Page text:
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Community Advocacy Organization

Common Mistakes Many New Small Businesses Make

Updated: Nov 11, 2022

Within their first 10 years, roughly 70% of small businesses fail, and this can be due to many reasons. This is consistent across the economic scenarios that have presented themselves over the past few decades, but why?

Not Understanding Personal Strengths and Weaknesses

If you want to start a business, you need to have a clear picture of which types of concepts and tasks you excel at — and those you don’t. You don’t want to pursue a path that doesn’t complement your talents, so before you make any big moves, take a self-assessment quiz. These tests can show you where your strengths and weaknesses lie so you can set your business venture up for success.

Choosing the Wrong Type of Business Entity

The type of business entity you choose can be crucial to your success. Many people settle for sole proprietorships or partnerships, but to reduce the risk of liability, they may be better off incorporating or setting the business up as an LLC. However, each state is different, so check with a professional as to which one may be a better fit.

Relying on Friends and Family

Business is business, and friendship is friendship. In some cases, the two can be mixed, but relying on friends or family can result in your business going bust. It can be hard to pursue debts and manage employees who are friends or family members. If you do decide to go down this route, you need to prioritize the needs of the business if someone isn't working out.

Running a business with parents can be particularly demanding. Managing this is vital to success, and many businesses do it. Around 90% of all business enterprises in North America are family-owned.

Naivete Plays a Part

A lot of small business owners simply jump into a venture without completely understanding how to run a business. They have an idea, and they have the enthusiasm. However, they don’t always have the training required to have a holistic idea of how accounts, staff management, customer management, and other factors all play a part in successfully running a small business.

If this sounds like you, you may wish to consider an advanced degree, such as an online MBA program. These can help you develop an understanding of corporate finance, marketing, strategic planning, and even research and statistics. If you take online courses, you can even balance family life, work, and school.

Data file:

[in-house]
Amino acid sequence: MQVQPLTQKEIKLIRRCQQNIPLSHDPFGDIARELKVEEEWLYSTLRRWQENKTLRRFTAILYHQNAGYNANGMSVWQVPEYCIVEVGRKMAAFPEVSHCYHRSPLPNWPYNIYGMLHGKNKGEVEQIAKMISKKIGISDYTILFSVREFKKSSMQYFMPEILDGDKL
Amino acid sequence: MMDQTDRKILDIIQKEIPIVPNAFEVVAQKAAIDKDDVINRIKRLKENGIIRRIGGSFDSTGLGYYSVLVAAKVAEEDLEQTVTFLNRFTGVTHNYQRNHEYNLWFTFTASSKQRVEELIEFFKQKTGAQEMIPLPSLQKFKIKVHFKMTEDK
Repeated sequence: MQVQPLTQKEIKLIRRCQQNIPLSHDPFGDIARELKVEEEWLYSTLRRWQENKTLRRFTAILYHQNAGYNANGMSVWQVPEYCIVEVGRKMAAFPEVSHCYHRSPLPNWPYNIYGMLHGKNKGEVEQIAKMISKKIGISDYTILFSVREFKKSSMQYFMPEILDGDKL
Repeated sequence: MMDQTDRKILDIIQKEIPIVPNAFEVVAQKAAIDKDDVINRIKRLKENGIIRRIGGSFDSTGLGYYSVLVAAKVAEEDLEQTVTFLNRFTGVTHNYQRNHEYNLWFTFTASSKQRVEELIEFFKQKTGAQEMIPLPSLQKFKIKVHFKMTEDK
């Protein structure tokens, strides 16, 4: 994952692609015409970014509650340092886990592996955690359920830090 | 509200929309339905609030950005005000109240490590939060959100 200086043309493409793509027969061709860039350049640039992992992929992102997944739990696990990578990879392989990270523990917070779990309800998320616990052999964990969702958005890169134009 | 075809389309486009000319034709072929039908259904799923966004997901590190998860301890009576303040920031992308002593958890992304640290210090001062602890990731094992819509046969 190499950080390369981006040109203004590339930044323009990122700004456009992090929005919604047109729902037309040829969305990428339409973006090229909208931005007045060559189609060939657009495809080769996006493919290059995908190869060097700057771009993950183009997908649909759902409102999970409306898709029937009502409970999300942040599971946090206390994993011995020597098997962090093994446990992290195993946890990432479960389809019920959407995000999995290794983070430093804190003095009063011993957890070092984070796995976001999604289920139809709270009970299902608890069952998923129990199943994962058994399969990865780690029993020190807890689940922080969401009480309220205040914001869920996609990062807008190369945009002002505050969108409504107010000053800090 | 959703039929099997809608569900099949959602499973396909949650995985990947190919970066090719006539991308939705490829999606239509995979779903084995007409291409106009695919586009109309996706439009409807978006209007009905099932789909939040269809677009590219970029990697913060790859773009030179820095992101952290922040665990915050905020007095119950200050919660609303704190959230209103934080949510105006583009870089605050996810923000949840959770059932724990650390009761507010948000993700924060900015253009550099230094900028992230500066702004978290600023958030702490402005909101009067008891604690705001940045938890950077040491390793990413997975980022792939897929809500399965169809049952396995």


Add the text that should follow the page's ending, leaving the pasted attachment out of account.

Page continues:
Trying to Do Too Much

As a small business owner, you'll likely be tempted to try to do most of the work yourself to save money. This can be viable at first, but many people quickly burn out after the first year if they take this path.

The trick is to learn to delegate to reduce the amount of stress on yourself. You also train people to work the business so you can take a break. In addition, there are some tasks that will take a lot longer for you to do yourself than for an accountant or administrative professional.

Failure to Pivot

Many businesses fail because they don’t react to changing times. If you have a restaurant, it can be tempting to stay the course, but there are times when you need to change it up. If there simply isn’t a market for one type of food, you may find success with another.

Or if you still aren’t taking payments via your website, it’s time to add this beneficial convenience for your customers. Simply choose a preferred payment processing method, then use a third-party bank account verification API so your customers’ accounts remain secure.

Keeping Your Small Business Running

Avoiding these pitfalls can be tricky, but you can keep your small business running through perseverance and continuous learning. Understand your strengths, keep up with current thinking, perform regular research on your local market, and ensure you have the skills or the people with those skills in place to reduce the pressure on you.

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